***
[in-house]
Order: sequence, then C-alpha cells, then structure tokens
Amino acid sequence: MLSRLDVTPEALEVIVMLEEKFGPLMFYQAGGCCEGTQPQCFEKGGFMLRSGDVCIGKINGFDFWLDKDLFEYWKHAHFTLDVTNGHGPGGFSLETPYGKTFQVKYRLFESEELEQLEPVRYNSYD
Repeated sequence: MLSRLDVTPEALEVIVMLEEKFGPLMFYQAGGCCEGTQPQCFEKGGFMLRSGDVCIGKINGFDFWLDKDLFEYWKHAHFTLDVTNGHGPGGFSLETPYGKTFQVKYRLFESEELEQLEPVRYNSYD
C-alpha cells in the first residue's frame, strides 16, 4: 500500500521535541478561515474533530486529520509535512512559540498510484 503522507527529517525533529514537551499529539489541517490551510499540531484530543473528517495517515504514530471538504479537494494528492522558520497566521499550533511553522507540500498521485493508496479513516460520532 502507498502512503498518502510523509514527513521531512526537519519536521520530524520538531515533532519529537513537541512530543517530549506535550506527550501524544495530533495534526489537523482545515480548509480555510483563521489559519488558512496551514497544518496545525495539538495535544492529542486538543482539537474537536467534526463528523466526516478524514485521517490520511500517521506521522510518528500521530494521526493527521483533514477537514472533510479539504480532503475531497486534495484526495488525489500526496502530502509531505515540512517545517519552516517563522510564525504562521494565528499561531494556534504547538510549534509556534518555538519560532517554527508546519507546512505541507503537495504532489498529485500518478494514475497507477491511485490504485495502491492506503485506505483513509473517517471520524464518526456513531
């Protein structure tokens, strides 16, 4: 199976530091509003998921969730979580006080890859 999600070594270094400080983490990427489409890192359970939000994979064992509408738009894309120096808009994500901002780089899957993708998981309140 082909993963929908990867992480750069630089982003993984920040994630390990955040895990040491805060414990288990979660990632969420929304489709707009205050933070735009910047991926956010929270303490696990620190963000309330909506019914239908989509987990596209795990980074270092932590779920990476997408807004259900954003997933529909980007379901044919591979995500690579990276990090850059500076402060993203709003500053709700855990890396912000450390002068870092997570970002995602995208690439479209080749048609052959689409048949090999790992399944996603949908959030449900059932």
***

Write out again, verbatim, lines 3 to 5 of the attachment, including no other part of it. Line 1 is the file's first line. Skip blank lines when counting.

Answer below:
Amino acid sequence: MLSRLDVTPEALEVIVMLEEKFGPLMFYQAGGCCEGTQPQCFEKGGFMLRSGDVCIGKINGFDFWLDKDLFEYWKHAHFTLDVTNGHGPGGFSLETPYGKTFQVKYRLFESEELEQLEPVRYNSYD
Repeated sequence: MLSRLDVTPEALEVIVMLEEKFGPLMFYQAGGCCEGTQPQCFEKGGFMLRSGDVCIGKINGFDFWLDKDLFEYWKHAHFTLDVTNGHGPGGFSLETPYGKTFQVKYRLFESEELEQLEPVRYNSYD
C-alpha cells in the first residue's frame, strides 16, 4: 500500500521535541478561515474533530486529520509535512512559540498510484 503522507527529517525533529514537551499529539489541517490551510499540531484530543473528517495517515504514530471538504479537494494528492522558520497566521499550533511553522507540500498521485493508496479513516460520532 502507498502512503498518502510523509514527513521531512526537519519536521520530524520538531515533532519529537513537541512530543517530549506535550506527550501524544495530533495534526489537523482545515480548509480555510483563521489559519488558512496551514497544518496545525495539538495535544492529542486538543482539537474537536467534526463528523466526516478524514485521517490520511500517521506521522510518528500521530494521526493527521483533514477537514472533510479539504480532503475531497486534495484526495488525489500526496502530502509531505515540512517545517519552516517563522510564525504562521494565528499561531494556534504547538510549534509556534518555538519560532517554527508546519507546512505541507503537495504532489498529485500518478494514475497507477491511485490504485495502491492506503485506505483513509473517517471520524464518526456513531